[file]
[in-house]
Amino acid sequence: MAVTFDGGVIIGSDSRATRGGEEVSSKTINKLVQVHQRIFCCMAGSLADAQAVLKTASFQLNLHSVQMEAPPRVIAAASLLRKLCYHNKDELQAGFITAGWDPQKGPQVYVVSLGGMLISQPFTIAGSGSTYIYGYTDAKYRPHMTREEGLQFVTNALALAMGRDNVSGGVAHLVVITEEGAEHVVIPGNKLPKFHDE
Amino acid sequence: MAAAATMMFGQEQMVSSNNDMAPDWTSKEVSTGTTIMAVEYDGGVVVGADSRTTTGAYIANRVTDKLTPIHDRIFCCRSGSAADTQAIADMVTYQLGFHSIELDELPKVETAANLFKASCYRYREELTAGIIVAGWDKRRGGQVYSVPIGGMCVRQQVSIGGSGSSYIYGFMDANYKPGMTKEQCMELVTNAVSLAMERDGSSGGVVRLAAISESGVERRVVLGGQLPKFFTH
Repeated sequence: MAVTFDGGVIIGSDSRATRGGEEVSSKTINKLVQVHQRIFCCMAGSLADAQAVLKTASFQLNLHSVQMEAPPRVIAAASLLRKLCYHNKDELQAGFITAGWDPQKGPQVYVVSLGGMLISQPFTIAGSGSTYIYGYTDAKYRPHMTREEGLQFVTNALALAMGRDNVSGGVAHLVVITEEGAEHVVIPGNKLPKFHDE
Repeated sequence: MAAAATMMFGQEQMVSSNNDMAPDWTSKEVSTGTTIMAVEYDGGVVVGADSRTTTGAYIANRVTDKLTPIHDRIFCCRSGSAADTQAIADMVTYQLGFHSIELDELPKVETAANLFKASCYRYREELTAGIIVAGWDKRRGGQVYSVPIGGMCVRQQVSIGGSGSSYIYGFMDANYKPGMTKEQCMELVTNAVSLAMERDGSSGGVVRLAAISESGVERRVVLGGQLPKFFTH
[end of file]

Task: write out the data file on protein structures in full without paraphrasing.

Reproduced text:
[in-house]
Amino acid sequence: MAVTFDGGVIIGSDSRATRGGEEVSSKTINKLVQVHQRIFCCMAGSLADAQAVLKTASFQLNLHSVQMEAPPRVIAAASLLRKLCYHNKDELQAGFITAGWDPQKGPQVYVVSLGGMLISQPFTIAGSGSTYIYGYTDAKYRPHMTREEGLQFVTNALALAMGRDNVSGGVAHLVVITEEGAEHVVIPGNKLPKFHDE
Amino acid sequence: MAAAATMMFGQEQMVSSNNDMAPDWTSKEVSTGTTIMAVEYDGGVVVGADSRTTTGAYIANRVTDKLTPIHDRIFCCRSGSAADTQAIADMVTYQLGFHSIELDELPKVETAANLFKASCYRYREELTAGIIVAGWDKRRGGQVYSVPIGGMCVRQQVSIGGSGSSYIYGFMDANYKPGMTKEQCMELVTNAVSLAMERDGSSGGVVRLAAISESGVERRVVLGGQLPKFFTH
Repeated sequence: MAVTFDGGVIIGSDSRATRGGEEVSSKTINKLVQVHQRIFCCMAGSLADAQAVLKTASFQLNLHSVQMEAPPRVIAAASLLRKLCYHNKDELQAGFITAGWDPQKGPQVYVVSLGGMLISQPFTIAGSGSTYIYGYTDAKYRPHMTREEGLQFVTNALALAMGRDNVSGGVAHLVVITEEGAEHVVIPGNKLPKFHDE
Repeated sequence: MAAAATMMFGQEQMVSSNNDMAPDWTSKEVSTGTTIMAVEYDGGVVVGADSRTTTGAYIANRVTDKLTPIHDRIFCCRSGSAADTQAIADMVTYQLGFHSIELDELPKVETAANLFKASCYRYREELTAGIIVAGWDKRRGGQVYSVPIGGMCVRQQVSIGGSGSSYIYGFMDANYKPGMTKEQCMELVTNAVSLAMERDGSSGGVVRLAAISESGVERRVVLGGQLPKFFTH